Chinese Have Big Plans for Fisker, Which Took US Taxpayers for a Ride

Published June 4, 2014

Months have passed since the saga about the fate of Fisker Automotive ended, which was the stimulus-funded electric vehicle flop that always seemed on the verge of bankruptcy but had a long existence as part of the walking dead.

The inevitable finally happened in November, after Fisker’s executives spent many desperate months traveling the world trying to find a buyer for the struggling company. Apparently blunders and stumbles that included fires, recalls and bad reviews for the only model Fisker ever produced – the Karma – made the business untouchable for outside investors.

It all contributed to an unrelenting run of bad publicity connected to the Department of Energy‘s toxic loan program, which provided taxpayer-backed funding for several duds, including now-famous Solyndra. Fisker’s collapse cost the U.S. public $139 million, which is inexcusable considering that founder Henrik Fisker and his colleagues burned through at least $1.4 billion and barely got the Karma to market, with only a couple thousand vehicles produced.

All that angst and acrimony has vanished now that the scrutiny over taxpayer losses has been alleviated (for better or worse), and the company has been delivered (on the cheap) into the hands of China‘s Wanxiang Group Inc., and chairman Lu Guanqiu (pictured). Where there was once a worldwide search for somebody – anybody – who would help bail Fisker out of its fiscal misery, now the new owner appears ready to spend his fortune to make the electric automaker succeed. He said as much to Bloomberg News earlier this month.

“I’ll put every cent that Wanxiang earns into making electric vehicles,” Guanqiu said at the company’s Chinese headquarters. “I’ll burn as much cash as it takes to succeed, or until Wanxiang goes bust.”

Where was this guy in 2012 and 2013 when Fisker circled the drain? A tycoon with that kind of commitment to success would have been welcome to salvage the crappy investment made by the Obama administration in this electric-toy-for-rich-people company. But the Energy Department says they tried oh-so-hard to make it work.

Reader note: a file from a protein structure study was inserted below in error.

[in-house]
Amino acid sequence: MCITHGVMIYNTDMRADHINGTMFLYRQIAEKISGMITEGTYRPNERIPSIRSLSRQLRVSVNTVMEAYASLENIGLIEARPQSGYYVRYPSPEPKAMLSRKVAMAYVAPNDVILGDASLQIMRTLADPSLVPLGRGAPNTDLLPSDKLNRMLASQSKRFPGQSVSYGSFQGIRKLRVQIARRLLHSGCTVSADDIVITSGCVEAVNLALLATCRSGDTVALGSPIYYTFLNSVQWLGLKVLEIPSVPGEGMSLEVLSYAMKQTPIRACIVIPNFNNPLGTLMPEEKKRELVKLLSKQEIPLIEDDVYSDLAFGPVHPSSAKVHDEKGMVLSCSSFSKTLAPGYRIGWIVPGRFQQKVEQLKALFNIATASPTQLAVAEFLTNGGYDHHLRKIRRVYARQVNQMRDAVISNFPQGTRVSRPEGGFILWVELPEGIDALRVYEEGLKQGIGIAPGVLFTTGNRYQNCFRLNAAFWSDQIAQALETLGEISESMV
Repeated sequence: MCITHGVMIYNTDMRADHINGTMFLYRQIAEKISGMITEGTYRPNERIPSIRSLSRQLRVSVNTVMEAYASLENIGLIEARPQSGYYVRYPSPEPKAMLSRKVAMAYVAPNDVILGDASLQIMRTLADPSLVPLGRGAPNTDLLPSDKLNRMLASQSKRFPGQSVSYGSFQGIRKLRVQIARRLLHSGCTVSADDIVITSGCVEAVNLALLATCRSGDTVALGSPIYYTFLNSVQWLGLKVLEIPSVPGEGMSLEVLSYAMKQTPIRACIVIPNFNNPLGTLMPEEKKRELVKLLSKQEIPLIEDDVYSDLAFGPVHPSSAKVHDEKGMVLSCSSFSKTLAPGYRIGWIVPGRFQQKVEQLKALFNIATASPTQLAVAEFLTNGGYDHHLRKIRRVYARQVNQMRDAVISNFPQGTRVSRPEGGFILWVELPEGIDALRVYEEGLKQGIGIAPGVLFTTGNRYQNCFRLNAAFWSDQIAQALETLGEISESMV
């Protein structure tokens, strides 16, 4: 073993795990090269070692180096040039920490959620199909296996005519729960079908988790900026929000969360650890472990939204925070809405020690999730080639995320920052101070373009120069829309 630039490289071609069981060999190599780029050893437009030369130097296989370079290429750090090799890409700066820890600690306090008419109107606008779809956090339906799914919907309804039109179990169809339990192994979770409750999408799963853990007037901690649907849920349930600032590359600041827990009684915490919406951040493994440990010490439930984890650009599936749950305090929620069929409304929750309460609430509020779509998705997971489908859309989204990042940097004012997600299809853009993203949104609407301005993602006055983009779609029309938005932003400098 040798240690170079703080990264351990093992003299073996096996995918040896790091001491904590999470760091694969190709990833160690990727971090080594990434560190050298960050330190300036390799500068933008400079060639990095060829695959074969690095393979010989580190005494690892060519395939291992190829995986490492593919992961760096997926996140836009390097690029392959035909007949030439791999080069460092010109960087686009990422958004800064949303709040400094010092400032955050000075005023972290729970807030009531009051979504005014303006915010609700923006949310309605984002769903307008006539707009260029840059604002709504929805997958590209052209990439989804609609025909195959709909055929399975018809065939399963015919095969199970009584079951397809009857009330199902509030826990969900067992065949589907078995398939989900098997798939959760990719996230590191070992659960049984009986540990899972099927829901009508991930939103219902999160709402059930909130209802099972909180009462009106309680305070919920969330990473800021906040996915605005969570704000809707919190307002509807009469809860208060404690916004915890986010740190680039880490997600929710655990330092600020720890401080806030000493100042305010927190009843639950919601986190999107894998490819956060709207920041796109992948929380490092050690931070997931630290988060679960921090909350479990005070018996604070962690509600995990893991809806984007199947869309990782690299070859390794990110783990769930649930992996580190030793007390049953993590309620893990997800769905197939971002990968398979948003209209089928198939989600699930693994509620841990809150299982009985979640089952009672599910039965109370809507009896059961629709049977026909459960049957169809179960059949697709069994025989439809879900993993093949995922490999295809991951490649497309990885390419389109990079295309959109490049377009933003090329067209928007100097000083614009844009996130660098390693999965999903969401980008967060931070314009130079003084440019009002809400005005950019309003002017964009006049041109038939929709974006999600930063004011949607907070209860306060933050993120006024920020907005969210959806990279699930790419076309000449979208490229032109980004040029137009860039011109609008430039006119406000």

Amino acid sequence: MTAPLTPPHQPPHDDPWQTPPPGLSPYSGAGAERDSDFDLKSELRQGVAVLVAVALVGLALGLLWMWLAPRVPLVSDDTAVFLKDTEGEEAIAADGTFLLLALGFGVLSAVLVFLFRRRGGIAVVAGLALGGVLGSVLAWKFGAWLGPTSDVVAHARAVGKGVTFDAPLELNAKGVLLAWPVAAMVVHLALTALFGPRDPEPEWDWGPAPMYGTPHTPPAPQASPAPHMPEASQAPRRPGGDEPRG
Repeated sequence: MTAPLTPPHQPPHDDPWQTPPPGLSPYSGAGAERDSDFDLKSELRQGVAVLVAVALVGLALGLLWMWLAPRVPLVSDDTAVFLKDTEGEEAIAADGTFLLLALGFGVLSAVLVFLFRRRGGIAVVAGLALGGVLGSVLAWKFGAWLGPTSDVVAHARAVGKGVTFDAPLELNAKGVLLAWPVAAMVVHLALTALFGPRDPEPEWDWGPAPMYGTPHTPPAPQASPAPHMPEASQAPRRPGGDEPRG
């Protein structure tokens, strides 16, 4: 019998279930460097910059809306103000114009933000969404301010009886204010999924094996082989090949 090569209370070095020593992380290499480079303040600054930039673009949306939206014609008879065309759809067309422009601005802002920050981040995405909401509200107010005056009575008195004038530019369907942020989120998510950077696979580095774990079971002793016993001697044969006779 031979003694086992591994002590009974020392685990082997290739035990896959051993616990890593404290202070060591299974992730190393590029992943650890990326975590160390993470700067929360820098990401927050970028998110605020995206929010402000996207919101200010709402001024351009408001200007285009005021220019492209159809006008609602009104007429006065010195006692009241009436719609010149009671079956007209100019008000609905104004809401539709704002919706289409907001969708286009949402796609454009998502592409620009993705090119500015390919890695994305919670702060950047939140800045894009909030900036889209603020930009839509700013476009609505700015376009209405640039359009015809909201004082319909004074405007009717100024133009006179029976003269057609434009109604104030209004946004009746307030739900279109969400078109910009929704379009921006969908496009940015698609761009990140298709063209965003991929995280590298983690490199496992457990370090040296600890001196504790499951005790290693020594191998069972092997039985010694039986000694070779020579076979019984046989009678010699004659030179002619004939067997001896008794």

“While the outcome is not what we hoped for,” said Dawn Selak, an Energy Department spokeswoman, “the Department explored every option available and closely followed federal legal processes in an effort to get the best possible recovery for the taxpayer.”

The truth is, as Fisker cast about for a buyer or a partner, Wanxiang Group was on the agenda for a conversation. After all, China’s largest auto parts manufacturer won the bidding for Fisker’s former battery supplier A123 Systems – another DOE stimulus grant recipient that went bankrupt.

“It’s in our interest if we can help Fisker, in any way we could,” said Wanxiang America President Pin Ni to Bloomberg news at the end of January 2013. “They’re a customer so it will be in our best interest to support them, as a vendor or possibly in a strategic alliance.”

But Wanxiang wasn’t so interested that they wanted to help the Obama administration out of its embarrassing fix with the U.S. taxpayers. So, smartly, Lu, Pin and company waited the process out so they could seize the moment when Fisker would be at its cheapest (bankrupt) and most desperate. The $149.2 million Wanxiang plunked down covered the comparatively paltry $25 million that DOE “recovered for the taxpayers,” and the rest covered the remaining assets held by Fisker.

According to Bloomberg News the motive for the Wanxiang’s investment is the opportunity to sell cars in the U.S., a milestone that Chinese companies have yet to achieve. An interview with the 69-year-old Lu revealed his longtime desire to manufacture vehicles, which has largely been thwarted by the technology deficit compared to automakers in other nations. He sees the electric niche as an opening to enter an untapped market in which he can compete, although many have failed and none have succeeded yet. An analysis by a law firm that specializes in patent infringement also revealed that Fisker’s intellectual property in technologies for components such as the drive-train and aluminum sub-framing holds significant value as well.

Lu’s rhetoric speaks to a commitment that Fisker’s seed investors – such as Silicon Valley tech boosters Kleiner, Perkins, Caufield and Byers – were unwilling to match. They enlisted the help of the Obama administration, who coerced an “investment” from the American taxpayer, and then they bailed on the enterprise.

China reaps the good parts while the U.S. gets shortchanged. Thanks Al Gore!


Paul Chesser is an associate fellow for the National Legal and Policy Center and publishes, an aggregator of North Carolina news.